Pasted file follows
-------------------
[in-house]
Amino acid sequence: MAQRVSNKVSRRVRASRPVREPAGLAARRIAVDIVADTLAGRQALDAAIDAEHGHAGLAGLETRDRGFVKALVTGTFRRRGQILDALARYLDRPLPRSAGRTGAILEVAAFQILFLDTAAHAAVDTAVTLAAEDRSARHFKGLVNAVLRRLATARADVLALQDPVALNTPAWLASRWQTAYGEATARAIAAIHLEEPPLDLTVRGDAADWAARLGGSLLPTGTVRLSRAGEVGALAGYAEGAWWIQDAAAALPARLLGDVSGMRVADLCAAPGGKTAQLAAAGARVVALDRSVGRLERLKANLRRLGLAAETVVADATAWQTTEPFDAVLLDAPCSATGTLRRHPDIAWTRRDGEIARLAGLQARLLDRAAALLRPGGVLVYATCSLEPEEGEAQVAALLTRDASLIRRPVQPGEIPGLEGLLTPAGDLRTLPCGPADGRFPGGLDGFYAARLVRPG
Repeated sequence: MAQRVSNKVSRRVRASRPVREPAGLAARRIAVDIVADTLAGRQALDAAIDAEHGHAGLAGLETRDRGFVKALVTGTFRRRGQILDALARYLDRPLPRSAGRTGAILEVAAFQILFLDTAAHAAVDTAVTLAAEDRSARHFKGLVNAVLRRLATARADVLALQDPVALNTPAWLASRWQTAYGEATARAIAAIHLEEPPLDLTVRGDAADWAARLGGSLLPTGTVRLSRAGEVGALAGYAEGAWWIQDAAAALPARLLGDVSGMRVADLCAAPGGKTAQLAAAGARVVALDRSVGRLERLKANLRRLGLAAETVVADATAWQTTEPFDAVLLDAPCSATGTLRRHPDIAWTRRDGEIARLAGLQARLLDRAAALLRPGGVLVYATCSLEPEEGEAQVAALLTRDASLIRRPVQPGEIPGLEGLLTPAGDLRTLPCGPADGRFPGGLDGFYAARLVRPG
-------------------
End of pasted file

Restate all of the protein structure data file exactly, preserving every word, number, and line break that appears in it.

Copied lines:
[in-house]
Amino acid sequence: MAQRVSNKVSRRVRASRPVREPAGLAARRIAVDIVADTLAGRQALDAAIDAEHGHAGLAGLETRDRGFVKALVTGTFRRRGQILDALARYLDRPLPRSAGRTGAILEVAAFQILFLDTAAHAAVDTAVTLAAEDRSARHFKGLVNAVLRRLATARADVLALQDPVALNTPAWLASRWQTAYGEATARAIAAIHLEEPPLDLTVRGDAADWAARLGGSLLPTGTVRLSRAGEVGALAGYAEGAWWIQDAAAALPARLLGDVSGMRVADLCAAPGGKTAQLAAAGARVVALDRSVGRLERLKANLRRLGLAAETVVADATAWQTTEPFDAVLLDAPCSATGTLRRHPDIAWTRRDGEIARLAGLQARLLDRAAALLRPGGVLVYATCSLEPEEGEAQVAALLTRDASLIRRPVQPGEIPGLEGLLTPAGDLRTLPCGPADGRFPGGLDGFYAARLVRPG
Repeated sequence: MAQRVSNKVSRRVRASRPVREPAGLAARRIAVDIVADTLAGRQALDAAIDAEHGHAGLAGLETRDRGFVKALVTGTFRRRGQILDALARYLDRPLPRSAGRTGAILEVAAFQILFLDTAAHAAVDTAVTLAAEDRSARHFKGLVNAVLRRLATARADVLALQDPVALNTPAWLASRWQTAYGEATARAIAAIHLEEPPLDLTVRGDAADWAARLGGSLLPTGTVRLSRAGEVGALAGYAEGAWWIQDAAAALPARLLGDVSGMRVADLCAAPGGKTAQLAAAGARVVALDRSVGRLERLKANLRRLGLAAETVVADATAWQTTEPFDAVLLDAPCSATGTLRRHPDIAWTRRDGEIARLAGLQARLLDRAAALLRPGGVLVYATCSLEPEEGEAQVAALLTRDASLIRRPVQPGEIPGLEGLLTPAGDLRTLPCGPADGRFPGGLDGFYAARLVRPG